Is Christ a Kantian?
(My name is: Sim Yong Kiat. My email address is [email protected] This work is on Kantian Ethics for university students.) Is Christ a Kantian? A Kantian must believe that happiness needs to be deserved, yet Christ says, "Ask and you will be given," not "Do and you shall deserve." Is the moral man really one who merely does moral acts? Remember Christ also says, wash the inside of the dishes and the outside will also be clean. Thus, Christ does distinguish between a moral man and one who merely acts morally. A moral man must do what Kantian Ethics says, for Kantian Ethics is indeed the correct description of ethics, though a man who obeys Kantian Ethics every time need not be a moral man at all. What I want to say is that, Kantian Ethics is only a description of ethics, rather than an explanation, for ethics is also about the man, not only about the act. Kantian Ethics can only be half-completed in answering the question, What is a moral act? The other half i.e. the question on, Who is a moral man? (or Why be moral?) is still unanswered. For as a human being, one needs not only to know, but also to be inspired. If the task of describing ethics is more important than the inspiring of man to be moral, Christ would have chosen to be a philosopher. And that is why Kant's contribution to ethical philosophy is as great as the contribution of Newton in Natural
Modern life-prolonging technologies have sharpened some ancient dilemmas on the value of life.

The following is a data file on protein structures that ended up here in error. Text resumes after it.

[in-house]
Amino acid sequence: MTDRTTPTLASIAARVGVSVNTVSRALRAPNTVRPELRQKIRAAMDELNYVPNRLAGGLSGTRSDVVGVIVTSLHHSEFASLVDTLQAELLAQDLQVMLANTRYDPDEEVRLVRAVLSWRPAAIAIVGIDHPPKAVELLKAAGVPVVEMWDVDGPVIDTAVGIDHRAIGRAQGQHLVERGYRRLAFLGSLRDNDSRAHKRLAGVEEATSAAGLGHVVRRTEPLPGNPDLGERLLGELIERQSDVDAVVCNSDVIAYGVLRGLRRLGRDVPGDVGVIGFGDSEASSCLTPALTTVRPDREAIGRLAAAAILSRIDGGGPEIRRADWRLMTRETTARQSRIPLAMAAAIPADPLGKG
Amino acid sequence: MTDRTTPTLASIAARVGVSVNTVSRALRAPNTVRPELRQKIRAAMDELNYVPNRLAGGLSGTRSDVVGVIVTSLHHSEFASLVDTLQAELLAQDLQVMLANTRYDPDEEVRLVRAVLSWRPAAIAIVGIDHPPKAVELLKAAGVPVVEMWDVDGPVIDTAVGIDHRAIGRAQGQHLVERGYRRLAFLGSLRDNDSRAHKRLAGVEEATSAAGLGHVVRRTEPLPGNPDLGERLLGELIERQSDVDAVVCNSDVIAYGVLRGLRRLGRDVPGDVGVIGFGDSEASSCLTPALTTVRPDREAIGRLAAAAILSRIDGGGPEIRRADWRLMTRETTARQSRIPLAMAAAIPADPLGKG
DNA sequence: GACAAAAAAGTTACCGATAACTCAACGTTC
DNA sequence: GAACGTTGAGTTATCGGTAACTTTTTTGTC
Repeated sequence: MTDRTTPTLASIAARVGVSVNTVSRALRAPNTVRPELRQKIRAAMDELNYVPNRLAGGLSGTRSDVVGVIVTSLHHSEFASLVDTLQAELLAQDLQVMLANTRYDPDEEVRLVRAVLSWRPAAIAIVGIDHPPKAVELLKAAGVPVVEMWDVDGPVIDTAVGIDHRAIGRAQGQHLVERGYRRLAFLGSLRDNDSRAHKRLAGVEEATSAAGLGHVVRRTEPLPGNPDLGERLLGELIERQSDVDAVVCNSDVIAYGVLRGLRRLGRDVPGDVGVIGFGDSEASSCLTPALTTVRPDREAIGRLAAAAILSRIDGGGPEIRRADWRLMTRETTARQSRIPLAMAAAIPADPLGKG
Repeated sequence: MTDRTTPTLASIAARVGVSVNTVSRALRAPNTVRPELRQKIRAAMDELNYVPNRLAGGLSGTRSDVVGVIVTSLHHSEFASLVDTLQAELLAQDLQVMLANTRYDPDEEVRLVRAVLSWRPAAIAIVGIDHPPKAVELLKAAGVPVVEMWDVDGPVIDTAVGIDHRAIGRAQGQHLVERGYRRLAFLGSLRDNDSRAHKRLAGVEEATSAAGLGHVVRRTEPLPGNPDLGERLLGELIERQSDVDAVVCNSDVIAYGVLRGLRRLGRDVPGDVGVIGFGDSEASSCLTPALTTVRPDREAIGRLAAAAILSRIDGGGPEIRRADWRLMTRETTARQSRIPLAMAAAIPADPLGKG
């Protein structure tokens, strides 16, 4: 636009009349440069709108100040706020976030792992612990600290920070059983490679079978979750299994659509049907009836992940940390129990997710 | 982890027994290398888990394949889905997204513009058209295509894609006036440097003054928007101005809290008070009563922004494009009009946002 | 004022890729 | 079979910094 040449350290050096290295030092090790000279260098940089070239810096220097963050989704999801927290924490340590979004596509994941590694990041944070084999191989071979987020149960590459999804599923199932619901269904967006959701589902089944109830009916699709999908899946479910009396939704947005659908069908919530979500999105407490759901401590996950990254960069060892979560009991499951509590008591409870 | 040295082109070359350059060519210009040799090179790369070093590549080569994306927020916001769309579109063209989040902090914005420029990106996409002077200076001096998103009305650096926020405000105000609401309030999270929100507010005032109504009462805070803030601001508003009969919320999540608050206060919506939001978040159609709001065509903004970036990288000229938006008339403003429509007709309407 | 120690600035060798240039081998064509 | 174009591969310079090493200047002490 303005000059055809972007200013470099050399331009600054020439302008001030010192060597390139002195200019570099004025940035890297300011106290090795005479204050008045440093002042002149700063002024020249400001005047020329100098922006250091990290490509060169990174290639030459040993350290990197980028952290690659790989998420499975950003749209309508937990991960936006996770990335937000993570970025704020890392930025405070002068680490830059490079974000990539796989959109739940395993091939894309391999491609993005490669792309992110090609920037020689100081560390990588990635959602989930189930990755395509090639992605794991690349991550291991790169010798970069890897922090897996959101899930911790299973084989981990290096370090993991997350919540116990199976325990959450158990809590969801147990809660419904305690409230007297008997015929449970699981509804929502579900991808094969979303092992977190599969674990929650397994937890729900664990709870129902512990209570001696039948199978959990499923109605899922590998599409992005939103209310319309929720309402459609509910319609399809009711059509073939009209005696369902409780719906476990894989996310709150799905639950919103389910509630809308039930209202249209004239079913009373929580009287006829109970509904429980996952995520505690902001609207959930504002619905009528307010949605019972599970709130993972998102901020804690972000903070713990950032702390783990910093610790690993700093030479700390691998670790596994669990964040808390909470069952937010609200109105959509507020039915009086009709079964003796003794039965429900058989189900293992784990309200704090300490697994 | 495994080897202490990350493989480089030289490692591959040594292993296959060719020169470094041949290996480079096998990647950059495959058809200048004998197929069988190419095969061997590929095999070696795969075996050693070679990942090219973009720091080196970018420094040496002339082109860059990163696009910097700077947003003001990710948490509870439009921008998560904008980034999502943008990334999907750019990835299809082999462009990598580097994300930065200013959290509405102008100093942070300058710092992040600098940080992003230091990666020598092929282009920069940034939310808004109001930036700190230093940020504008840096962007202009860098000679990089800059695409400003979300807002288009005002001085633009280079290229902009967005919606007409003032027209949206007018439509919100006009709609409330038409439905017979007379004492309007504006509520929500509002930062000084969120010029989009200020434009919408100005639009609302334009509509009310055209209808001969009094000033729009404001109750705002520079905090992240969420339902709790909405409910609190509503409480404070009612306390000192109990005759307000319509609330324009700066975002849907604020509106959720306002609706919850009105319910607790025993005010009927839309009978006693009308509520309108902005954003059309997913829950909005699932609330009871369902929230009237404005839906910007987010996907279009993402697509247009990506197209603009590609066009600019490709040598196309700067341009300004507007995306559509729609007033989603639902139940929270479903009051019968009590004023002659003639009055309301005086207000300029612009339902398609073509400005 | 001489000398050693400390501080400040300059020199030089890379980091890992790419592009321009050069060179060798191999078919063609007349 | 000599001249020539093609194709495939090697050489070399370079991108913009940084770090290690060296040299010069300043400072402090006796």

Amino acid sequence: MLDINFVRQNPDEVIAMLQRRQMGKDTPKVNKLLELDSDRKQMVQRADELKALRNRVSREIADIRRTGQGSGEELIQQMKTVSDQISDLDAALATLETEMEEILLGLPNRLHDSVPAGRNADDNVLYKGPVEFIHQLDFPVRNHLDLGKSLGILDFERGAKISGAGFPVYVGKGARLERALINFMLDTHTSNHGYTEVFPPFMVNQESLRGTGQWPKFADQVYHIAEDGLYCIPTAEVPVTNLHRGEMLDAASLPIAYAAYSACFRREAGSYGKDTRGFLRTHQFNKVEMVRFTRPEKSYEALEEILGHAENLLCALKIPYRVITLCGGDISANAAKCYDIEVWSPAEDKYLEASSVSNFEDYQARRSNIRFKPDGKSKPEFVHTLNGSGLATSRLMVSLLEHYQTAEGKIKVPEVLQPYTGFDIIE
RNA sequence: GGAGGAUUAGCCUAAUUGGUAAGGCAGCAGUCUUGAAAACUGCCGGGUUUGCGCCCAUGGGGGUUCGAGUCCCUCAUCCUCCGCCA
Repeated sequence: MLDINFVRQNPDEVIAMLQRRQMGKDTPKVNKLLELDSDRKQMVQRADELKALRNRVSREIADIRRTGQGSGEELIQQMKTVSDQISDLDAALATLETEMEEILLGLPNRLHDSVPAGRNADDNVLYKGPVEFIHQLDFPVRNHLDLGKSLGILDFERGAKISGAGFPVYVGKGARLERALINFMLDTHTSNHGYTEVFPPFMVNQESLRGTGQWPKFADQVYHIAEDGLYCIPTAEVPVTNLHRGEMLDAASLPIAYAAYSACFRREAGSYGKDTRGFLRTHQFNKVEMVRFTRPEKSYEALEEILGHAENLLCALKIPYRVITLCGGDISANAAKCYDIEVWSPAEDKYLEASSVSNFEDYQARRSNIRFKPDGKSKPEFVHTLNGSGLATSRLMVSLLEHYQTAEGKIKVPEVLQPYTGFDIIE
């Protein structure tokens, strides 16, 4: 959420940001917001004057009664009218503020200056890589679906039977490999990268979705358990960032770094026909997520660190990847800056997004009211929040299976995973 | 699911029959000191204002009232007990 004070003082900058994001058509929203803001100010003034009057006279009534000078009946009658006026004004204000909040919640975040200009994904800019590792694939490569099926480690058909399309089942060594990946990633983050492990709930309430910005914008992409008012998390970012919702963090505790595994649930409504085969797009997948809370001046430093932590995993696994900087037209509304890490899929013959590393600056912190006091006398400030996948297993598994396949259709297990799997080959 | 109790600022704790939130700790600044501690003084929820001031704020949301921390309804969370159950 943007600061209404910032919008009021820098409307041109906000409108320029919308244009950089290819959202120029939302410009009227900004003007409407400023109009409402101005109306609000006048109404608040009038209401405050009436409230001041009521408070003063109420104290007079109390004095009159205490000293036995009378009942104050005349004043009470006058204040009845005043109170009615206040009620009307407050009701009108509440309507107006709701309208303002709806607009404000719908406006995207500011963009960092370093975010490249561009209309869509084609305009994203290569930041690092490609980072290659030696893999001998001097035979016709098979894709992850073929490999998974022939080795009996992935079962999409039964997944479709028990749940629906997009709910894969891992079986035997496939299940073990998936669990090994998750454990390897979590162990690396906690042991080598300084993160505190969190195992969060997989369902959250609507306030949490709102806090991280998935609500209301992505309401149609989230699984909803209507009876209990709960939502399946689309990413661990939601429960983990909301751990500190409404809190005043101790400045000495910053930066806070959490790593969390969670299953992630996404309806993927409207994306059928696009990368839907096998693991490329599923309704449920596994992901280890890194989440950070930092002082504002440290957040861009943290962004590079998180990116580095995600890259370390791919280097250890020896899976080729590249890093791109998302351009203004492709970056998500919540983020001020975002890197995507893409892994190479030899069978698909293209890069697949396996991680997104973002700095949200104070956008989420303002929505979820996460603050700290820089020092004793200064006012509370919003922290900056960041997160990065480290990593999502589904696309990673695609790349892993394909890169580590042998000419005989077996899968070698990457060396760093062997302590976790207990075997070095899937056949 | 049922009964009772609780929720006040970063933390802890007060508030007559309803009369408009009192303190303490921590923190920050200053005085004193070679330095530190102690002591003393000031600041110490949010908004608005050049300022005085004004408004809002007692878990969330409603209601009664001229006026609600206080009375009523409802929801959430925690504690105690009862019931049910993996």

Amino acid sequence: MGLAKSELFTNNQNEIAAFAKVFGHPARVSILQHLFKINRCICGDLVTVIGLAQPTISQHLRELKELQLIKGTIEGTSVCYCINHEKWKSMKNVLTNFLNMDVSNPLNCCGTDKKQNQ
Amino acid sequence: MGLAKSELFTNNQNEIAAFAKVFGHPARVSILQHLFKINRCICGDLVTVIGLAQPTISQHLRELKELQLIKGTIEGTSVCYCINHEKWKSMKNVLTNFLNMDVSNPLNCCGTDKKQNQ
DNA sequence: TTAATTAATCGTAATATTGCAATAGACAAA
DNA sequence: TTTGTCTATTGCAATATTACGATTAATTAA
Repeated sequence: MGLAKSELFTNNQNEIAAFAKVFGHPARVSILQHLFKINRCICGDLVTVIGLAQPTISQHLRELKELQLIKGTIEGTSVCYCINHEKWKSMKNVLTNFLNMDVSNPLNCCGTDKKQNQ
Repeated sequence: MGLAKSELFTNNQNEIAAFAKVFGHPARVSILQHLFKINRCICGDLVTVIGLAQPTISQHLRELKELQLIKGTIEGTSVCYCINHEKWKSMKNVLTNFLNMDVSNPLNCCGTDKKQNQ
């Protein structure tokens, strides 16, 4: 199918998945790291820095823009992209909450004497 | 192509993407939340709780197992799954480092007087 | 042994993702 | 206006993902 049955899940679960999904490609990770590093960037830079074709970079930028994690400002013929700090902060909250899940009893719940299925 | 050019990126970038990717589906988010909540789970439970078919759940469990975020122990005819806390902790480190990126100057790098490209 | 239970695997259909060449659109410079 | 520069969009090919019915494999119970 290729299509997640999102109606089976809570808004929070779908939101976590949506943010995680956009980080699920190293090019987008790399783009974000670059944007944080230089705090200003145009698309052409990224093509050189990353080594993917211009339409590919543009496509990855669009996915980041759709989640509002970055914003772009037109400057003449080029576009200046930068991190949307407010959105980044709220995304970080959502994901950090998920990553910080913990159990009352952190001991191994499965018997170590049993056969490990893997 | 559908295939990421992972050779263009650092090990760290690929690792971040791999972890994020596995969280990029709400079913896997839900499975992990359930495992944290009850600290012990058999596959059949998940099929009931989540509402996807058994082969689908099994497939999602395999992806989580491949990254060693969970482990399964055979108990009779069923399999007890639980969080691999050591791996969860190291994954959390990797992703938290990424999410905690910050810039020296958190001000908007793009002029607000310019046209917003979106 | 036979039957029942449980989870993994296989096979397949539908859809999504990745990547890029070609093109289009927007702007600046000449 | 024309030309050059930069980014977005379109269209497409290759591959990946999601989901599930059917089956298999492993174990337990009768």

Modern life-prolonging technologies have sharpened some ancient dilemmas on the value of life. Our ability to sustain vital signs virtually as long as we wish pointedly raises the question whether we value life for its electrical efflorescence or for qualities that might be enjoyed by the person whose life is in jeopardy. In fact, it raises the question what the life is that we value. Is it biology or biography? Our legal norms and moral intuitions evolved before we had techniques to separate vital signs from interesting personality, before we could hold the dying in a living death and perpetuate a hopeless limbo of darkness and electricity. They developed during the long pre-technological age in medicine when the cessation of breath and pulse always coincided with the cessation of brain function and consciousness. But these no longer coincide. Nearly every hospital in the country has the equipment, and occasionally the incentive, to preserve heartbeat and respiration in bodies not brain dead but subject to a permanent and total loss of higher brain function. Because many states have not accepted brain death as their legal definition of death, it also happens that hospitals occasionally have the incentive to prolong vital signs in bodies past the point of brain death. This was physically impossible until the past three decades. Our medical cleverness has increased much
The Ethical Debate Concerning Cloning.